Business Today

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A company is only as good as its people. This may be a self-evident truth, but who exactly are the "good people" and how should companies go about hiring and retaining them? Finding answers to these questions is the biggest corporate challenge of all times. Business Today's best employer survey attempts to address these questions once every year.

Rohit Saran        Print Edition: January 25, 2009

A company is only as good as its people. This may be a self-evident truth, but who exactly are the "good people" and how should companies go about hiring and retaining them? Finding answers to these questions is the biggest corporate challenge of all times. Business Today's best employer survey attempts to address these questions once every year. In an economy where the scope and lure of private jobs is increasing faster than ever, finding the best fit between an employee and an employer becomes even more critical. A large chunk of managers today comes from families where a government job was the norm, and family elders didn't face the choices and challenges that the young executives face today. Though salary and designation still remain the big draws for most job-seekers, the 8th BT Best Companies to Work For study shows that there's a lot more to a good workplace than best-in-class pay and ego-boosting titles.

An open and transparent work environment, freedom to work across functions, opportunities for learning and a senior management that encourages independent thinking are attributes as enriching and attractive as salary and designations. Most good employers are not only emphatic in stating this, but are also confident that these attributes are rated higher than top-dollar salary. This is a significant lesson in these times of financial hardship when employers are looking for reasons beyond money to retain people. The CEO of Shree Cement, H.M. Bangur, considers it his job to "see that failures don't stick to the managers". He encourages his managers to experiment without fear of failure. Companies like Max New York Life are realising that their work culture is their biggest competitive advantage. Quite refreshingly, we also found that managements of most top-ranking companies were open and honest about the areas of HR that they weren't as good as they would like to be.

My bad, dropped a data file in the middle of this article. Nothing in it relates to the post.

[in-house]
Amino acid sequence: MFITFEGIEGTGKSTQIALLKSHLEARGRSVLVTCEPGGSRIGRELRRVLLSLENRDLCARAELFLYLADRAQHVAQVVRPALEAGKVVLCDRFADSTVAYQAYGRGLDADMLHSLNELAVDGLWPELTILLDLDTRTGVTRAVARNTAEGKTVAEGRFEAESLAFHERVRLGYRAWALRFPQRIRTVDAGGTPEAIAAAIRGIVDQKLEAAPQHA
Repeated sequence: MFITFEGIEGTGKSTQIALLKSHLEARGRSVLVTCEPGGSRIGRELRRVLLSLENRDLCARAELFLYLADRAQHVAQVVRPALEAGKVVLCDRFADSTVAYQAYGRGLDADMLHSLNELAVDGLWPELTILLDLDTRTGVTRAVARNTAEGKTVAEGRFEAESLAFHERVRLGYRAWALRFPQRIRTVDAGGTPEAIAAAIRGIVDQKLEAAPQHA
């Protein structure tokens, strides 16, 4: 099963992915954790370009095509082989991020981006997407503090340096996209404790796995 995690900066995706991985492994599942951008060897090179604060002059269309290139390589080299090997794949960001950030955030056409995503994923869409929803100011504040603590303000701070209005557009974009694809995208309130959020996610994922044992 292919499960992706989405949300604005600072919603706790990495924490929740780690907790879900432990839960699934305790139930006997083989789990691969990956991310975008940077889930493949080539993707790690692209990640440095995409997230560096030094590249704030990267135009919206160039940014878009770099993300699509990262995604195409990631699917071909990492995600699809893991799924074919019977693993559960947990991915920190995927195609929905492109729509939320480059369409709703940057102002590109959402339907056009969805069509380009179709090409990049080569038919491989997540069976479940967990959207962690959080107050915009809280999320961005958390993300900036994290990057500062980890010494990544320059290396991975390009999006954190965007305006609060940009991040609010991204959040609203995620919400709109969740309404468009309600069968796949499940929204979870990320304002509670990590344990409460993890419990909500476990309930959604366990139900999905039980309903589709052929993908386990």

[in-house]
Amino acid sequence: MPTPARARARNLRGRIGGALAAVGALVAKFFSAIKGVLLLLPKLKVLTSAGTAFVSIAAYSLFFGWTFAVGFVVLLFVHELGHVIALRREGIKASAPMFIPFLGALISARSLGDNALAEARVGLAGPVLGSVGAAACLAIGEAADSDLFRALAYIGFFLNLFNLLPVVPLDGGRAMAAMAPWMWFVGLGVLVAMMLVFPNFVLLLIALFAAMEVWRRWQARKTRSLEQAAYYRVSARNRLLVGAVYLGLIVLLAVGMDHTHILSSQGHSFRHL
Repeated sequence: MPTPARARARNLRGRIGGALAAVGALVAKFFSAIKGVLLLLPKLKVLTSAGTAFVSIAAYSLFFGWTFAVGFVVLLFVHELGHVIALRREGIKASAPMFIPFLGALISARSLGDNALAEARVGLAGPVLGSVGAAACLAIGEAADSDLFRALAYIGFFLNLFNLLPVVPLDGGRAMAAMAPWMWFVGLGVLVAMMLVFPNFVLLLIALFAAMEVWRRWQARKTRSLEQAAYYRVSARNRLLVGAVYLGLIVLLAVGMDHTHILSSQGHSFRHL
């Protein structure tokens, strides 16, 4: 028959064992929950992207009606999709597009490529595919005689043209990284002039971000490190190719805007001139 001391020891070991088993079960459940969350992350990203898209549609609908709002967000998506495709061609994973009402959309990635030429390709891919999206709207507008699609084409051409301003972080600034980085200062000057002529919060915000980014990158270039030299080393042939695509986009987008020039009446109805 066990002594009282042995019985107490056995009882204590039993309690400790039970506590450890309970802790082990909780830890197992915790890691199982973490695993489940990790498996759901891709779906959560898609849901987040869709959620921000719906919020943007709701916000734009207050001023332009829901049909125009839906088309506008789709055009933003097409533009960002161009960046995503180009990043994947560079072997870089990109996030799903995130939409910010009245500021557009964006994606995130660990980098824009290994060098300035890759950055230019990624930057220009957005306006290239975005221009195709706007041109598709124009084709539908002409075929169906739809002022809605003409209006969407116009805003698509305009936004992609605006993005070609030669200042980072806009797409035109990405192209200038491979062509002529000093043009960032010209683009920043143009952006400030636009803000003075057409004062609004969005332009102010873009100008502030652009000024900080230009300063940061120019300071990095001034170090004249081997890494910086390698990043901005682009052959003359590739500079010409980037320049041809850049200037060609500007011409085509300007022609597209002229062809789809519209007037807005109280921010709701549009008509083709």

How one wishes such openness and honesty were pervasive across companies and beyond HR functions. If it were so, then we wouldn't have one of India's top five software companies in the kind of mess it finds itself in. Satyam Computer Services has suddenly become the poster child of corporate misgovernance. We sum up all of Satyam's apparent sins and provide an insider look at the role of independent directors on company boards. Hopefully, 2008 marked the nadir for economic and corporate affairs and things can only look up in 2009.

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